Today's Veterinary Business

DEC 2018

Today’s Veterinary Business provides information and resources designed to help veterinarians and office management improve the financial performance of their practices, allowing them to increase the level of patient care and client service.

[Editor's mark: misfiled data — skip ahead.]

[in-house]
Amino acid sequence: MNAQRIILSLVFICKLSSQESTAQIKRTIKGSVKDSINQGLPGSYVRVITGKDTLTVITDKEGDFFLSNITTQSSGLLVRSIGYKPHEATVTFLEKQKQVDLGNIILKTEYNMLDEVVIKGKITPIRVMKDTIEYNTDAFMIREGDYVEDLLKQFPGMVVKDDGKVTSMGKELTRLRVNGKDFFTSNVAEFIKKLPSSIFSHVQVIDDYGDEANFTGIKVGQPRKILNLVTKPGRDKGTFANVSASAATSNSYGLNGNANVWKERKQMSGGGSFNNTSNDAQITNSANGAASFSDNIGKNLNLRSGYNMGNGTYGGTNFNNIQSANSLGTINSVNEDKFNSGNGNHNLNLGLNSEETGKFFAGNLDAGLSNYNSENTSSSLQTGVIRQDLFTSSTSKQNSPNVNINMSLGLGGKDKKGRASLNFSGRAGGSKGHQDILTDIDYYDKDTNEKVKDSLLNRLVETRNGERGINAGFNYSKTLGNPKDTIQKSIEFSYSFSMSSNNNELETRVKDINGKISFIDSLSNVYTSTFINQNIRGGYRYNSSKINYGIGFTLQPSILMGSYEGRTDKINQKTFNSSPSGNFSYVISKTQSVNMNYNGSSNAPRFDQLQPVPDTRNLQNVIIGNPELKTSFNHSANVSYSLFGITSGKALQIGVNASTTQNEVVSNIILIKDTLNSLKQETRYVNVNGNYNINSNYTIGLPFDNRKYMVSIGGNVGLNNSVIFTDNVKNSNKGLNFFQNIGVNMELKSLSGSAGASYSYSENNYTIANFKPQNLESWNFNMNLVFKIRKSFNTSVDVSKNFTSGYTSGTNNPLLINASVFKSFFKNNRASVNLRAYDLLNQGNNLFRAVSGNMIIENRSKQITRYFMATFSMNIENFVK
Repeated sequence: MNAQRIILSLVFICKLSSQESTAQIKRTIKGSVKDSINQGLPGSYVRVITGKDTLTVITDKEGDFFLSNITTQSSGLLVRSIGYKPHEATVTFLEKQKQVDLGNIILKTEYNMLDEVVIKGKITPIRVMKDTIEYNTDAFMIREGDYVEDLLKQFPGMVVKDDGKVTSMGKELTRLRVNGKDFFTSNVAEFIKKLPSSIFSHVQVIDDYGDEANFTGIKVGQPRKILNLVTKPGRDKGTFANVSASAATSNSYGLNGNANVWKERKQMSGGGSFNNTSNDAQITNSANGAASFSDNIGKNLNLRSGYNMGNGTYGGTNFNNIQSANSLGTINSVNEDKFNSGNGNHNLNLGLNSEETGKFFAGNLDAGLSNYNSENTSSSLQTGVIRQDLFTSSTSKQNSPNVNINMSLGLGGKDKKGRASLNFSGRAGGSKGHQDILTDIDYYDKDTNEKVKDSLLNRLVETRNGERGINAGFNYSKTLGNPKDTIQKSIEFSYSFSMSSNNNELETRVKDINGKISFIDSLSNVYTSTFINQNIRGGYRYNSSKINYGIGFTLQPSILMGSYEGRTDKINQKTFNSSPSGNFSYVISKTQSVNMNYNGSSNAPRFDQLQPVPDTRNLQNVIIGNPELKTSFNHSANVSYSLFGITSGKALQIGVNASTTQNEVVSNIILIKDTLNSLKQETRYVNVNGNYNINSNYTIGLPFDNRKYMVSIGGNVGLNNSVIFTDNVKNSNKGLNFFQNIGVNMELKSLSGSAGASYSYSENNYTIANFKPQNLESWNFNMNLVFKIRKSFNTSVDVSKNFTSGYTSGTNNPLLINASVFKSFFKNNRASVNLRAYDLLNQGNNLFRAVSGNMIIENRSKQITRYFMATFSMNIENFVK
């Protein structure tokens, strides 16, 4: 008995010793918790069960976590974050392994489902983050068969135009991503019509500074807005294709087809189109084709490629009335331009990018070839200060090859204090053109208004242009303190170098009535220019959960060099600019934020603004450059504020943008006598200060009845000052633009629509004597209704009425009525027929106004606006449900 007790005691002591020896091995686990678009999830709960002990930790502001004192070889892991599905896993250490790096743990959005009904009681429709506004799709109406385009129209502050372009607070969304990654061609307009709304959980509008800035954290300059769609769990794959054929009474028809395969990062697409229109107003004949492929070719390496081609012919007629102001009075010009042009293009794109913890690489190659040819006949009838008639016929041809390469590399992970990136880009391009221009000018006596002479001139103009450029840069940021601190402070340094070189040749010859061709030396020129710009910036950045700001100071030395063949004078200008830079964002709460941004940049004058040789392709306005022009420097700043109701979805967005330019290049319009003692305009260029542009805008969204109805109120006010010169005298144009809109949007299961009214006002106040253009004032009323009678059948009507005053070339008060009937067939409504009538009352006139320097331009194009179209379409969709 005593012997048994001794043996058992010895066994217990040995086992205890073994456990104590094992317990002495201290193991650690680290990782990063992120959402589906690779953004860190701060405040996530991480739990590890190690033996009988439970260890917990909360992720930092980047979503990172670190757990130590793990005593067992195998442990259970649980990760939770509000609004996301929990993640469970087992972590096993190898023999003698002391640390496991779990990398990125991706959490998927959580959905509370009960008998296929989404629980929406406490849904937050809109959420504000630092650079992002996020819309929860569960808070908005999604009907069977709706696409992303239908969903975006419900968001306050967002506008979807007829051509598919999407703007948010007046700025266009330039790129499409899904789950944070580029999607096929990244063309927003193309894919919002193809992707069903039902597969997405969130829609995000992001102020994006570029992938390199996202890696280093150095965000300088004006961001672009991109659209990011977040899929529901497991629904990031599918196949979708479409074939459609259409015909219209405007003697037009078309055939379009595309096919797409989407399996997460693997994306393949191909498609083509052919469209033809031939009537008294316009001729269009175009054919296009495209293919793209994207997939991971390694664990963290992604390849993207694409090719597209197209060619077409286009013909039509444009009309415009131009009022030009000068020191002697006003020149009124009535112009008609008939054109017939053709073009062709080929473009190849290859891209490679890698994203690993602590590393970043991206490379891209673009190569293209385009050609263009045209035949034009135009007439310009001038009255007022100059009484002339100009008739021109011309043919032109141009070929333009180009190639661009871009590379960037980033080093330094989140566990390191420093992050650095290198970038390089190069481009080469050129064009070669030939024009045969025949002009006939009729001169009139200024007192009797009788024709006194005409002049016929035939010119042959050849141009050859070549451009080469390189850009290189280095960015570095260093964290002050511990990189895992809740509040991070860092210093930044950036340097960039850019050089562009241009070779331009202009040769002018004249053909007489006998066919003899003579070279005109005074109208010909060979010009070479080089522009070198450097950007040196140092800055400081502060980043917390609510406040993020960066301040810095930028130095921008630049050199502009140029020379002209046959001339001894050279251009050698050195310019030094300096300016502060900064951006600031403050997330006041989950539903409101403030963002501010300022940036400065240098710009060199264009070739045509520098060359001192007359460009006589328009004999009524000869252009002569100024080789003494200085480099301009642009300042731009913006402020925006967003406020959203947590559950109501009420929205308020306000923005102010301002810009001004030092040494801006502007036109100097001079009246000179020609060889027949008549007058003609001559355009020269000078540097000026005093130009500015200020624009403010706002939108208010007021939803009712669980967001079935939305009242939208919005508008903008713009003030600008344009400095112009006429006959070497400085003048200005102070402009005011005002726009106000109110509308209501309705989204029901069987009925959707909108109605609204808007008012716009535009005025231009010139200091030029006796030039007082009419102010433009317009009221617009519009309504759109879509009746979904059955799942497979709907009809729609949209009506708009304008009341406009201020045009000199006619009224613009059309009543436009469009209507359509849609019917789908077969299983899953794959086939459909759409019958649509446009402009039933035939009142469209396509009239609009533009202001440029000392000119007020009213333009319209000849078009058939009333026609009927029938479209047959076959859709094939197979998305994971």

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relief. Individual policies are not required when business coverage is in effect. Here's what you should look for: Adequate limits. Small animal veterinarians should consider minimum coverage of $1 million to $2 million per oc- currence. Veterinarians working with herds and high-value animals should contemplate higher limits. Consult your attorney for specific recommendations. Why million-dollar coverage? Consider the following case study. A family brought a new puppy into a veterinary practice for a phys- ical exam, fecal test and vaccines. The puppy appeared healthy, the fecal exam was negative, and appro- priate immunization vaccines were administered. The client returned with the puppy, as instructed, until the initial well-puppy protocol es- tablished by the attending veteri- narian was completed. Four months later, the veterinarian was served with a lawsuit alleging negligence in the delivery of veterinary services during the puppy's treatment. The suit claimed the standard of care as defined by the Companion Ani- mal Parasite Council dictated that their puppy should have received a deworming treatment protocol regardless of repeated negative fecal results. The injury noted in the lawsuit was permanent loss of vision in the left eye of the family's 4-year- old son because of intraocular ascar- id migration. The court awarded damages of $1.3 million. Defense attorneys. Whom does the insurer use for claims defense? Ensure that only nationally recognized veterinary civil litigation specialists are hired. Consent to settle. Your reputation is at risk, so ensure that no claim can be settled without your written consent or a court order. No hammer clause. A ham- mer clause states that if you refuse to agree to the settlement your insurance company has nego- tiated, you may become financially responsible for all or a significant portion of any additional legal expenses and judgments. Make sure your policy does not include a hammer clause. Knowledgeable claims adjusters. Inquire about the claims specialists' experience. Request an adjuster who specializ- es in veterinary litigation. Expert witnesses. Confirm that your insurer utilizes experts on your behalf. If you think you might be sued or if you are, remember to: • Report all claims immediately to your insurance company. • Report all potential claims aris- ing from a disgruntled client or a poor therapeutic outcome. Inform the claims represen- tative that the report is "for information purposes only." • Get confirmation from your insurance representative that no settlement will be made without your approval. • Always demonstrate concern and compassion for the client and the pet when discussing a miscommunication or neg- ative therapeutic outcome. • Apologize to the client, if appropriate. However, Business PROTECT & DEFEND 1 2 3 4 5 6 Consequently, pet owners are turning to state veterinary licensing bodies for emotional restitution. Though they can't seek financial relief from the state agencies, the owners can adversely affect a vet- erinarian's professional reputation and ability to practice. Liability insurance designed to defend a veterinarian against alle- gations of professional wrongdo- ing, whether lodged in a lawsuit or state board complaint, is available at a very reasonable cost. Let's explore further. Professional Liability Insurance Liability policies protect and defend a veterinarian against civil allegations of negligence or mal- practice resulting from the deliv- ery of services below the standard of care. The basic types of professional liability policies are: • Individual: A single veter- inarian is identified on the insurance policy. • Business: The business entity is the named policy- holder. Coverage includes the business and all veterinarians and staff members working on behalf of the hospital regardless of whether they are full time, part time or Protection designed with you in mind. The Safehold Veterinary Insurance program is VSHFLÀFDOO\GHVLJQHGWRDGGUHVVWKHXQLTXHFRYHUDJH QHHGVRIYHWHULQDULDQVDQGWKHVHUYLFHVWKH\SURYLGH :HSURYLGHDFFHVVWRKLJKTXDOLW\LQVXUDQFHSURGXFWV DWYHU\FRPSHWLWLYHSULFHVKHOSLQJSURWHFWOLFHQVHG YHWHULQDULDQVLQHYHU\VWDWH Our proprietary program is led by an experienced YHWHULQDULDQDQGLQFOXGHVNH\FRYHUDJHVIRUWRGD\·V YHWHULQDU\VHUYLFHSUDFWLWLRQHUV Available coverages include: :RUNHUV·&RPSHQVDWLRQ %XVLQHVV2ZQHUV· 3URIHVVLRQDO/LDELOLW\ 3DFNDJH3ROLF\ %XLOGHUV·5LVN &\EHU/LDELOLW\ • Umbrella %XVLQHVV$XWR (PSOR\PHQW3UDFWLFHV 'LUHFWRUVDQG2IÀFHUV Liability Liability Contact us today to see how Safehold can help protect you and your practice: edward.branam Products and services are offered through Safehold Special Risk, Inc., dba Safehold Special Risk & Insurance Services, Inc. in California. Coverage is provided by unaffiliated insurance companies. © 2018 Safehold Special Risk, Inc. All rights reserved.

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